Some United States Veterans Hospitals have places within their compounds called domiciliaries. These doms house men who otherwise would be homeless. This is a true story.
Chappy Dunlap shuffled by the office where the domiciliary staff was meeting. Nurse Ruth watched him through the windows facing the hall.
“For example,” she added to the discussion as she glanced in his direction, “Mr. Dunlap.”
A few at the table shook knowing heads. This stoic man was no trouble. Most of his activity revolved around trips to the porch to smoke. Sometimes he sat and stared at television. No one could remember the last time he had spoken.
The supervisor brought the meeting to a close.
“It’s settled then. Ruth will over-see the new project to inject some life into these vets before they turn into zombies. ”
Lester Johnson felt totally spent from his last chemotherapy. He sat in the wheelchair reading the bulletin board. When Nurse Ruth walked up to post the announcement she noted his obvious discomfort and offered him an iced cola.
“Here you go, Mr. Johnson. Maybe this will help.”
“Thank you, ma’am.”
“ You interested in joining us?”
Before Lester could answer, Melville Jergins’ raspy voice interrupted. He had suffered shell shock in the war and had a scared rabbit look about him most of the time.
“What’s it say? I ain’t got my glasses on me.”
Ruth always sounded like twinkling lights look. “It says we need some musicians to form a Blue-Grass band for the Veteran’s Day entertainment. Anybody here ever play an instrument?”
Lester mumbled from the wheelchair. “That’s how I made my way for many a year…picking on that old git-tar.”
“Perfect,” she cooed, “May I sign you up?” Her natural, sweet way was hard to resist.
“Uh…well, I might not even be here when it’s time to perform.”
She patted his shoulder and wrote his name on her official looking clipboard; then, she looked around for more volunteers to ambush. She knew next to nothing about music but intended to give her best to this assignment.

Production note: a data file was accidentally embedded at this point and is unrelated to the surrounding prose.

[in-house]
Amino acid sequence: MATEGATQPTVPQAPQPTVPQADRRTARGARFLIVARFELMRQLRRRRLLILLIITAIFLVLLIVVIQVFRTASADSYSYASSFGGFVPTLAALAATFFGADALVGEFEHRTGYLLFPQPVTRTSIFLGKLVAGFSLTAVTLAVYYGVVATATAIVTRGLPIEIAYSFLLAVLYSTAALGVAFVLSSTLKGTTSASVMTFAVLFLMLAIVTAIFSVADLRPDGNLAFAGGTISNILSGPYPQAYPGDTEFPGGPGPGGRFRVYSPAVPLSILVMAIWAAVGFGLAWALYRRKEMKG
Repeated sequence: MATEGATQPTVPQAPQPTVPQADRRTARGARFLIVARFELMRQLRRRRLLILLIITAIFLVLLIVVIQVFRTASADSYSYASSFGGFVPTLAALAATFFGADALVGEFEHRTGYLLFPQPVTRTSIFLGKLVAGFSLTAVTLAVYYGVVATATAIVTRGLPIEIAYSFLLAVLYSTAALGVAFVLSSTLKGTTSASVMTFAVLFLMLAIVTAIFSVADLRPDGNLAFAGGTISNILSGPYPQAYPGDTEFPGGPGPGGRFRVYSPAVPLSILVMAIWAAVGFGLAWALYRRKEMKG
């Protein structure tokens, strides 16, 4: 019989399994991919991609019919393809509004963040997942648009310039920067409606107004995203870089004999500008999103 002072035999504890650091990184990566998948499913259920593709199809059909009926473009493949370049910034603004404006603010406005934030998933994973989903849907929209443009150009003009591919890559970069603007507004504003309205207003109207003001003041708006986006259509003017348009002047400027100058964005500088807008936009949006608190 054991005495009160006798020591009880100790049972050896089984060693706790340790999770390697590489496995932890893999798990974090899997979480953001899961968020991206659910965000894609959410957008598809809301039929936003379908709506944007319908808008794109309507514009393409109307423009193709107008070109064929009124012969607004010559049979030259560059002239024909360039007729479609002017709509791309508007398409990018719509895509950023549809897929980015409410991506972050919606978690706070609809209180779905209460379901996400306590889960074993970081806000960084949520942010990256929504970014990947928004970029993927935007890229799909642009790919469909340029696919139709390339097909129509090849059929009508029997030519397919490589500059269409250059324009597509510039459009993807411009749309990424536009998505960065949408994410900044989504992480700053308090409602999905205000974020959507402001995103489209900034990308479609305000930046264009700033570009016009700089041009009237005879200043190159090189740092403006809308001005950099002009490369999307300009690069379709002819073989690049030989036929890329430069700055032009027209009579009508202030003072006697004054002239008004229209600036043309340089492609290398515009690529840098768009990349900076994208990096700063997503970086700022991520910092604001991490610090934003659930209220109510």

“How about you, Mr. Jergins?”
Melville’s face flushed crimson as he looked down. She almost missed his admission. “Yeah…I’ve thumped a bass or two in my time…you know, those big tall ones that stand on the floor?”
“Great! You’ll join us.”
When he raised his head his eyes glistened with tears.
“Come on fellows,” She coaxed, “ Who wants to help pull this band together? Truly, I don’t know what I’m doing!”
She took a seat beside Chappy on the old leather sofa. Pencil poised to add his name, she asked, ever so quietly but with great expectation, “What is it you play, Mr. Dunlap?”
Without looking at her, he whispered one word. “Fiddle.”
She whispered back, “When the instruments arrive, you can walk over with me to the basement of building 7 where we’ll be practicing.” She felt, rather than saw, an almost-smile.
In record time for a governmental agency, the requested items were in place. Ruth commissioned Chappy to push Lester’s wheelchair while Melville clomped along in his over-sized high top shoes. It never occurred to this cheerful woman of faith that any of them were over estimating their abilities.
After tuning up, but without speaking, Chappy placed the violin under his chin and pulled the bow across strings waiting for the master’s hand to begin *The Orange Blossom Special.
Melville hiked one unlaced brogan on a small stool for support and joined in with a thumping bass back up. Fortified with excitement’s adrenalin, Lester enticed his guitar to sing with chords and runs so exquisite Ruth could hardly keep from shouting with delight. They were good. They were really good!
It was if memories of a gift long buried by the realities of war and loss had surfaced at the perfect time for a select group of old, misplaced military men.
Lester still fretted that he might die before the big performance, but he soldiered on. He said when he was playing the guitar he forgot about pain.
The Mountain Home Blue Grass Band made its debut to an audience of foot-tapping, hand-clapping appreciation.
Nurse Ruth had used her gift of good humor and encouragement to offer a missing spark to a group of veterans who re-discovered a gift that simply flowed right out through their fingers.
I know for sure it was a gift. None of them could read music.
*The Orange Blossom Special is a famous Blue Grass tune written by Ervin T. Rouse and Chubby Wise in 1939.
Click for fun sample.
Scroll to bottom to see cowboy foot-tapping and keyboarding. Enjoy the gift.
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